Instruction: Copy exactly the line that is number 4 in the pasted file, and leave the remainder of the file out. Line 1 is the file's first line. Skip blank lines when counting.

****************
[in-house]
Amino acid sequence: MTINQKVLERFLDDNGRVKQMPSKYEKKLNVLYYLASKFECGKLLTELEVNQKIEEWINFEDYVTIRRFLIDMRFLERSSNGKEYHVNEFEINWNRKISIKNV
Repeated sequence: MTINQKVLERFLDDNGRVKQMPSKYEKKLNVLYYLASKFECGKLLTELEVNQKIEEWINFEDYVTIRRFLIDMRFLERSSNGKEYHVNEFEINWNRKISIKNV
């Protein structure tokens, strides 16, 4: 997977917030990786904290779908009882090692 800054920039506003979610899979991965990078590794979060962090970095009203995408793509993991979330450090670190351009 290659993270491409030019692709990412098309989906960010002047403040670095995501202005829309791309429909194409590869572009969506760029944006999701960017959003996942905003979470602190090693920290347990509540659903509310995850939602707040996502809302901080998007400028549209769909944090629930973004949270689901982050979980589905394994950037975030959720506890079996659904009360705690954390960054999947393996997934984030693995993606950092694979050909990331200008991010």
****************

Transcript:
């Protein structure tokens, strides 16, 4: 997977917030990786904290779908009882090692 800054920039506003979610899979991965990078590794979060962090970095009203995408793509993991979330450090670190351009 290659993270491409030019692709990412098309989906960010002047403040670095995501202005829309791309429909194409590869572009969506760029944006999701960017959003996942905003979470602190090693920290347990509540659903509310995850939602707040996502809302901080998007400028549209769909944090629930973004949270689901982050979980589905394994950037975030959720506890079996659904009360705690954390960054999947393996997934984030693995993606950092694979050909990331200008991010």